PITTSBURGH -- Backed by the Giants' biggest offensive performance of the year, Johnny Cueto continued his dominant stretch against an opponent that's too often seen him at his best. San Francisco tallied a season-high 22 hits, Cueto fired 6 2/3 strong innings and the Giants beat the Pirates, 15-4, on
PITTSBURGH -- Backed by the Giants' biggest offensive performance of the year, Johnny Cueto continued his dominant stretch against an opponent that's too often seen him at his best. San Francisco tallied a season-high 22 hits, Cueto fired 6 2/3 strong innings and the Giants beat the Pirates, 15-4, on Tuesday night at PNC Park.
A night after being shut out by Jeff Locke and three Pirates relievers, the Giants gave Cueto plenty of breathing room. San Francisco broke out against Pittsburgh spot starter Wilfredo Boscan in the fourth, putting up seven runs and batting around before recording an out. Angel Pagan delivered the biggest hit, a first-pitch grand slam to center field, and Conor Gillaspie followed with a two-run homer deep into the right-field seats.
"When you get seven scored on you in one inning, it changes the direction of the game immediately," Pirates manager Clint Hurdle said. "We've had some challenges along these lines. ... We didn't do enough things well to win the game. Matter of fact, we got beat pretty good tonight."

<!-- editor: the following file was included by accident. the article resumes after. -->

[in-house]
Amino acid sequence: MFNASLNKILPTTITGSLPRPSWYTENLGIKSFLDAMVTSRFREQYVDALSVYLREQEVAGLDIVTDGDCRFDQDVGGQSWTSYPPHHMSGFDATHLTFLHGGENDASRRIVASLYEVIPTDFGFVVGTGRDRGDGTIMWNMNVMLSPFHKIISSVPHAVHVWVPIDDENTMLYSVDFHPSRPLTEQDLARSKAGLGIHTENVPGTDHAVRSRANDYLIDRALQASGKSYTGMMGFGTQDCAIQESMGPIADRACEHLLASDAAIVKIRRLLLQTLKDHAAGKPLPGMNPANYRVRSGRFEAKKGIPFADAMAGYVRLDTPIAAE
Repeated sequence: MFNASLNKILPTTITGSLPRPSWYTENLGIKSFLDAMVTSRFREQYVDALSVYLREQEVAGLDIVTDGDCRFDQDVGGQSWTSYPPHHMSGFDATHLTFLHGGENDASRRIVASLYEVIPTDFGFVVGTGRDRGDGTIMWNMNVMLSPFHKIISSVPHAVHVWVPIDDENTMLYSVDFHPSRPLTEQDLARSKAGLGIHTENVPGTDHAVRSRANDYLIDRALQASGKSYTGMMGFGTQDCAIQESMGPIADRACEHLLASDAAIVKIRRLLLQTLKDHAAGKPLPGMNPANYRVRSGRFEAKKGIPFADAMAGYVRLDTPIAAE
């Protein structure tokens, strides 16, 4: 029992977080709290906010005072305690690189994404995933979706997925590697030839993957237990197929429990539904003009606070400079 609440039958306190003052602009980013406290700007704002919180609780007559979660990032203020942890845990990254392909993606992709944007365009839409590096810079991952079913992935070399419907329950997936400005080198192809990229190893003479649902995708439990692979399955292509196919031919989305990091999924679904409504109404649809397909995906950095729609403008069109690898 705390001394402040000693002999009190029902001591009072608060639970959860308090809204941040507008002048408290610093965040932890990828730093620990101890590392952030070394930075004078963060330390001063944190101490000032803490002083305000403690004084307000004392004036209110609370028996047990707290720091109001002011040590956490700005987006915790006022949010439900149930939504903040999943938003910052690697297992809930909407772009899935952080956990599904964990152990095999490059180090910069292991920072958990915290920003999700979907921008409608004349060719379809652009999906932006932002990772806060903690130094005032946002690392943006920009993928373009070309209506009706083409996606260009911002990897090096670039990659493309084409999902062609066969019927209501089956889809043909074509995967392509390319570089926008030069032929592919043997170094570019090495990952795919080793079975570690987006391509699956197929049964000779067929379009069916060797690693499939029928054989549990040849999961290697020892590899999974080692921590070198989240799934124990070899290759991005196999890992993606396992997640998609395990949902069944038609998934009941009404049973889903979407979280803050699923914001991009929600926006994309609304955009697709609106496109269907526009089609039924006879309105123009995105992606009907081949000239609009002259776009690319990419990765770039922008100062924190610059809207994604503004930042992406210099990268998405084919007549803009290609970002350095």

The Giants' 15 runs were the most allowed by the Pirates this season and the most ever scored by San Francisco at PNC Park. The Pirates, meanwhile, have allowed double-digit runs in four of their last 12 games -- but Tuesday night was an unfortunate high mark for the struggling Bucs, who had to send backup catcher Erik Kratz to the mound in the ninth inning. Naturally, Kratz put up the Pirates' first scoreless frame since the third inning.
• Kratz pitches in with mound appearance
"We're just trying to patch games up when we get underneath like this," Hurdle said. "Unfortunately, we've had a few that we've had to deal with. ... You do the best you can with what you've got and where you are."
Cueto limited the Pirates to one run on four hits while striking out six, picking up his 11th win and cruising to a career-high eight-game winning streak. In nine starts since May 7, Cueto has put together a 1.07 ERA. Changing uniforms has done nothing to cease his mastery of the Pirates, as he improved to 19-4 with a 2.10 ERA in 29 career starts against Pittsburgh.
"I didn't know the number," Cueto said through his interpreter, Erwin Higueros. "But after I lost the Wild Card game against them [in 2013], I told myself I need to concentrate and try to win as many as I can."